Attack of the Fanboy

Microsoft To Remove Accounts After Two Years of Inactivity Instead of Five

Make sure you sign in to keep your account active.

by Alex Levine


Microsoft has updated their Account Activity Policy with the most important change being when they remove inactive accounts. Now instead of the five year policy, the company has changed it to two years of no activity for them to make a judgement and eventually delete an account. This includes access to any and all Microsoft brand services, specifically Xbox Live.

The change is reflected near the beginning of the page, where it clearly states: “Microsoft reserves the right to close all “inactive” Microsoft accounts….Except as provided below, you must sign in to your Microsoft account at least once in a two-year period to keep your account active. If you don’t sign in during this time, Microsoft will consider your account to be inactive.” It’s pretty cut and dry, and while their was not an explicit reason behind the policy update, it could have to do with them adding more services to their repertoire and keeping their customer numbers high. 

The Account Activity Policy update officially becomes effective on August 30 Friday, just a little more than a month away. For those who are worried about their own accounts, as long as you’re actively using the account with any Microsoft brand service, you’ll be alright. If anyone out there doesn’t use their account all that often, or next to never, then just sign in at least once every two years to ensure that your account wont be removed.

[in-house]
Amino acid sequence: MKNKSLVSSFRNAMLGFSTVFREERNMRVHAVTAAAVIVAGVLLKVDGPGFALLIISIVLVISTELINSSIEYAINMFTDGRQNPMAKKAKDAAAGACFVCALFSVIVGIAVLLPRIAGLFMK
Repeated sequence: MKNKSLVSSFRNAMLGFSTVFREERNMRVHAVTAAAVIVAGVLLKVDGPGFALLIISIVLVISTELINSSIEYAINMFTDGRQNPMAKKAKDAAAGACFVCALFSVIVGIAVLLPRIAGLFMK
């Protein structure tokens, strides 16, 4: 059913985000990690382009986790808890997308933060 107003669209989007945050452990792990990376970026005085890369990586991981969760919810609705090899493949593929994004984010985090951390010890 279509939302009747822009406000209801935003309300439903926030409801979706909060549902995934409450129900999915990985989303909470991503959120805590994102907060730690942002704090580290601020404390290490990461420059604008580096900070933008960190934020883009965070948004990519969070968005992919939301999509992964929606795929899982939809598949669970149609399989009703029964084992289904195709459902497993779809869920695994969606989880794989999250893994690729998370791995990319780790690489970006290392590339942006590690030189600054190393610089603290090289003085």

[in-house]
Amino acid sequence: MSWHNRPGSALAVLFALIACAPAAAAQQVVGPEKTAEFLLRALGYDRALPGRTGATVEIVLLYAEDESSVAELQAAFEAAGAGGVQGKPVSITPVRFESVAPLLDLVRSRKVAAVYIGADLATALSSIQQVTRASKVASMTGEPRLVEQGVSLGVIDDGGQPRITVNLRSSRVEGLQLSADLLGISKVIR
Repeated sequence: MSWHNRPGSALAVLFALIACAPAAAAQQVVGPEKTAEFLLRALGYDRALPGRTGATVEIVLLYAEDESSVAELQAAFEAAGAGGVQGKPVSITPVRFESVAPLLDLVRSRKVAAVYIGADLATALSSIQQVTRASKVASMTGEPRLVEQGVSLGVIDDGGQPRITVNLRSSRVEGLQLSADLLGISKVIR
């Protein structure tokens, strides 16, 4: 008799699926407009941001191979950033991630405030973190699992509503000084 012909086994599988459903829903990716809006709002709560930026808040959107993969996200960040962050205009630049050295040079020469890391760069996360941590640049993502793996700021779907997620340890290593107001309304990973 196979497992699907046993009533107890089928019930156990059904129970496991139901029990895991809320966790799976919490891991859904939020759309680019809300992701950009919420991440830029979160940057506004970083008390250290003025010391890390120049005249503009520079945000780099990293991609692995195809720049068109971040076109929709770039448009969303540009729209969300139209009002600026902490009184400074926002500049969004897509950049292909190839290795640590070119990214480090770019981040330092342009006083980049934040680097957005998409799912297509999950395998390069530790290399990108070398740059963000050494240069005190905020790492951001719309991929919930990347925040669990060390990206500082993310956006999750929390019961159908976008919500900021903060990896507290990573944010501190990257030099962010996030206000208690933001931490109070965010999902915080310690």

Microsoft has also detailed other exceptions that will extend the account’s lifeline, despite not signing in over the two year expectancy. This includes purchasing products from their online store, renewing subscriptions, adding a balance to your online wallet, or if you are a publisher and need to release games to the online store. While this isn’t a serious situation for most people, it’s still important to know when these types of policies change, as it could affect you in the long run.


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